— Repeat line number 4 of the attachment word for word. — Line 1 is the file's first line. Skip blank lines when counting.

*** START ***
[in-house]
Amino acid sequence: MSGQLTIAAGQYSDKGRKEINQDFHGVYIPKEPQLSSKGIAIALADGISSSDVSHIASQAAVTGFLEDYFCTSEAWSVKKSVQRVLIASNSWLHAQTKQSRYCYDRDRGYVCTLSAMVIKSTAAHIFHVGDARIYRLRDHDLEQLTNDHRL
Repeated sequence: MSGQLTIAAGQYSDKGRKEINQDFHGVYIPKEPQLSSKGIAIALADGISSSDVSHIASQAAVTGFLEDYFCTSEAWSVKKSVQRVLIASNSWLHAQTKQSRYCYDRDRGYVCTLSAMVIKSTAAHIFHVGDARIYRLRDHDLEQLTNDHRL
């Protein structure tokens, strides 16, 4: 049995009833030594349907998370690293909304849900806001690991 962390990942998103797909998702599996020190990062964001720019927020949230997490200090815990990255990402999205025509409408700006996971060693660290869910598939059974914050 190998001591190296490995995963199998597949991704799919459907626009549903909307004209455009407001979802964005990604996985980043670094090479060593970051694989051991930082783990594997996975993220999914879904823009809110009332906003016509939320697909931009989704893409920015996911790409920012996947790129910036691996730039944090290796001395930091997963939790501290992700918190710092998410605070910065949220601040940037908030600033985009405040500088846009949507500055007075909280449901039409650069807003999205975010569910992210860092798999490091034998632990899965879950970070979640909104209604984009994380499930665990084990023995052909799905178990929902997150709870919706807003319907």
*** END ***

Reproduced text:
């Protein structure tokens, strides 16, 4: 049995009833030594349907998370690293909304849900806001690991 962390990942998103797909998702599996020190990062964001720019927020949230997490200090815990990255990402999205025509409408700006996971060693660290869910598939059974914050 190998001591190296490995995963199998597949991704799919459907626009549903909307004209455009407001979802964005990604996985980043670094090479060593970051694989051991930082783990594997996975993220999914879904823009809110009332906003016509939320697909931009989704893409920015996911790409920012996947790129910036691996730039944090290796001395930091997963939790501290992700918190710092998410605070910065949220601040940037908030600033985009405040500088846009949507500055007075909280449901039409650069807003999205975010569910992210860092798999490091034998632990899965879950970070979640909104209604984009994380499930665990084990023995052909799905178990929902997150709870919706807003319907």